Talent Make the Difference


(By Mike McVay) What does Apple Radio know about On-Air Personalities that some Radio Executives don’t seem to know? 

That question is raised because Apple Music Radio recently launched two new radio channels, and rebranded an existing channel, with on-air personalities to enhance the listening experience of their subscribers.  According to the first two trillion-dollar US company (Apple), as noted in their press release and in a recent article in RollingStone Magazine, they believe by prioritizing the human component of live radio and mixing it with their algorithmic playlists and charts, it will strengthen their position as a music platform.  Meaning that personalities that create a connection with the audience create loyalty among listeners and that means more attraction of potential users. It means repeat tune-in. That’s how traditional over-the-air radio (regardless of the device you use to listen) grows ratings.

Edison Research, in their 2020 Share of Ear study, noted how radio listening has been eroding for the last several years and that Gen Z listeners spend half as much time listening to AM/FM for audio consumption when compared to all other age groups. That’s a scary number. Traditional thinking has always been that if you attract teens and young adults you will create loyalty for the future. That is no longer valid thinking based on Edison’s study. 

Highly respected consulting firm Jacobs Media Strategies was also quoted in the Rolling Stone article. Noted was their study from 2017 that reminded us that one of the audiences’ primary reasons for listening to radio is the attraction of local on-air talent who entertain and inform. Could this not be one of the reasons that radio is eroding on the young side of the demographic scale? We aren’t focused on making our air talent an important part of our everyday product.

This fact echoed loudly with me as for years I have noted to clients of my consulting firm that what we present has to be about more than the music. No doubt that the music, on a music platform, is important. However, it isn’t the only thing that listeners listen for on a radio station.

There is nothing that keeps your competition from playing better music than your radio station, more of it with fewer interruptions, and out spending you on marketing their station … which means they can always beat you in the ratings if they have more money than you. Unless your station has great dynamic entertaining personalities, who have built an audience that is loyal to listening to them. I can easily come to your market and copy your music. If I have a bigger budget, I can out-market your station. I cannot easily copy your on-air personalities.  On-Air talent are key to our success in fighting off competitors.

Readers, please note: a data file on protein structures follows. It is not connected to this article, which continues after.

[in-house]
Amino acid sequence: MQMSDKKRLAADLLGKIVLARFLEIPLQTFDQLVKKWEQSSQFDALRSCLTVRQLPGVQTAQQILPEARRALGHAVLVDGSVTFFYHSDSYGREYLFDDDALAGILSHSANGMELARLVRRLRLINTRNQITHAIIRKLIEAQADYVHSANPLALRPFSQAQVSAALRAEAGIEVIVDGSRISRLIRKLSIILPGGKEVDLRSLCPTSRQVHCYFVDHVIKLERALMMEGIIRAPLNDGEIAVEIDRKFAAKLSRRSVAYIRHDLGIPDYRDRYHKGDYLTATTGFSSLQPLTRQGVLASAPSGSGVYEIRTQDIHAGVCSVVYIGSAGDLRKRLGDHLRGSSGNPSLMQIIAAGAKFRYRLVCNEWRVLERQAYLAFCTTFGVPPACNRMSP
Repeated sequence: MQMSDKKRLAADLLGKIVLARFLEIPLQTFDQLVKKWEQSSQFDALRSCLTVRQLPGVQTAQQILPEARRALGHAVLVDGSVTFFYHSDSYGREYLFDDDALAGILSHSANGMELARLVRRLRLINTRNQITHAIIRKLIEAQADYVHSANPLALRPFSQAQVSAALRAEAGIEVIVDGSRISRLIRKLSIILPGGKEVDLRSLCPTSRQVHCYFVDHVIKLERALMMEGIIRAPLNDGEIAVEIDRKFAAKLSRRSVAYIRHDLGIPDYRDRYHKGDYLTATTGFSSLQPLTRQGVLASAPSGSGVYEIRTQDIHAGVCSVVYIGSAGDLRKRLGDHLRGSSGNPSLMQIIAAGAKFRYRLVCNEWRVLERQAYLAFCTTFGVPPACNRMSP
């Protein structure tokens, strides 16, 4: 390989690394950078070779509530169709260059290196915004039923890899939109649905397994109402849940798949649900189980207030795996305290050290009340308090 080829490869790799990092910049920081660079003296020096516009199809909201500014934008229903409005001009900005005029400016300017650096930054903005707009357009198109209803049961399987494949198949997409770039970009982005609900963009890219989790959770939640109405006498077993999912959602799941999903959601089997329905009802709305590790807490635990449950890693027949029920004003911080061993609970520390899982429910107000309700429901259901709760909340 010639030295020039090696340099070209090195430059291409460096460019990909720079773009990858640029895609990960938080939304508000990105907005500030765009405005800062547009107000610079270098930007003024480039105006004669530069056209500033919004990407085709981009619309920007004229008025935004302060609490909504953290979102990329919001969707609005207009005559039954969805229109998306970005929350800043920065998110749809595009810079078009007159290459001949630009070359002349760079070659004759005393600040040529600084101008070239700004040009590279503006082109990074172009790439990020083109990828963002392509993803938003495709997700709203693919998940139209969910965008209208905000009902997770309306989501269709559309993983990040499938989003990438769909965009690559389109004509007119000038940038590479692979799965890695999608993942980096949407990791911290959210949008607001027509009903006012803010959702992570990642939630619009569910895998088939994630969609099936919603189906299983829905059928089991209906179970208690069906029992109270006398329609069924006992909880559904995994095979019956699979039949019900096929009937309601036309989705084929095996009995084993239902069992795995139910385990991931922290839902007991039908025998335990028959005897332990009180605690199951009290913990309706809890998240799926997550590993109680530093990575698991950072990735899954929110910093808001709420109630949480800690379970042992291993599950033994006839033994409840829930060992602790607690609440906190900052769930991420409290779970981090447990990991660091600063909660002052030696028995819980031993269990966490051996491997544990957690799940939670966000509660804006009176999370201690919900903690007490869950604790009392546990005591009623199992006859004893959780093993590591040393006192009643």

It is difficult for radio to compete with any music streaming service, if the user of the service wants music without talk. It is especially hard to compete with a service that has no commercial interruptions. That is unless the potential user wants to be entertained, informed and has a loyalty to an air-talent. This has to be what Apple Music Radio is embracing. 

Talent make the difference. 

Mike McVay is President of McVay Media and can be reached at [email protected]


  1. Apple’s version of personality – at least in my short listening period – is more of a music and artist report. So the question is how relatable is the content…

    I’d argue that we need to examine WHAT we talk about. Unfortunately, it seems podcasting has replaced some of that personality that was formerly found exclusively on radio. Joe Rogan might have been a great radio talent…but he ended up finding an outlet in podcasting.

    Final point – even substantial investment in personality for radio is not likely to make much of a revenue difference. We’re in the business of catching a falling sword with declining audiences, excessive spot loads, plunging rates and buyer indifference. It would seem that doubling down on what worked before might not be the best strategy.

  2. Mike, as usual you are spot on. Too bad most terrestrial programmers have been afraid of “Personalities“ since PPM. Problem is for the last 10 plus years the proving ground for future personalities has all but disappeared as liners replaced real content. It’s an art to connect in 15 or 20 seconds and like most creativity it needs to be practiced, and fine tuned to develop. We all have those early airchecks to prove the point. Talk isn’t a tune out, pointless blather is.
    Paul Perry


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